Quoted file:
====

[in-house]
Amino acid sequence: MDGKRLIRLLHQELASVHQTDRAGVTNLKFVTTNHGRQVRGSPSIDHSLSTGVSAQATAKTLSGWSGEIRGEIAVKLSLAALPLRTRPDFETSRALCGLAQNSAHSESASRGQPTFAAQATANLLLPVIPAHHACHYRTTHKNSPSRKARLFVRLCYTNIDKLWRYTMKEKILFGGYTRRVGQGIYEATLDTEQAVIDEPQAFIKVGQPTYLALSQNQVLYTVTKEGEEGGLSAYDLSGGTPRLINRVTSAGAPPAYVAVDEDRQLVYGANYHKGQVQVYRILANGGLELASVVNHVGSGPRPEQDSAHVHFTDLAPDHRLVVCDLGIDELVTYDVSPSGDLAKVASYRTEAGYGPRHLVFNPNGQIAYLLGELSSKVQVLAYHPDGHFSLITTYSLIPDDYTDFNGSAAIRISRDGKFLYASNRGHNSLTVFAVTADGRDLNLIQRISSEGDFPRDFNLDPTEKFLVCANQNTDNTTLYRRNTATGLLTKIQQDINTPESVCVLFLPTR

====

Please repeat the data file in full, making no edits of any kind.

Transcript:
[in-house]
Amino acid sequence: MDGKRLIRLLHQELASVHQTDRAGVTNLKFVTTNHGRQVRGSPSIDHSLSTGVSAQATAKTLSGWSGEIRGEIAVKLSLAALPLRTRPDFETSRALCGLAQNSAHSESASRGQPTFAAQATANLLLPVIPAHHACHYRTTHKNSPSRKARLFVRLCYTNIDKLWRYTMKEKILFGGYTRRVGQGIYEATLDTEQAVIDEPQAFIKVGQPTYLALSQNQVLYTVTKEGEEGGLSAYDLSGGTPRLINRVTSAGAPPAYVAVDEDRQLVYGANYHKGQVQVYRILANGGLELASVVNHVGSGPRPEQDSAHVHFTDLAPDHRLVVCDLGIDELVTYDVSPSGDLAKVASYRTEAGYGPRHLVFNPNGQIAYLLGELSSKVQVLAYHPDGHFSLITTYSLIPDDYTDFNGSAAIRISRDGKFLYASNRGHNSLTVFAVTADGRDLNLIQRISSEGDFPRDFNLDPTEKFLVCANQNTDNTTLYRRNTATGLLTKIQQDINTPESVCVLFLPTR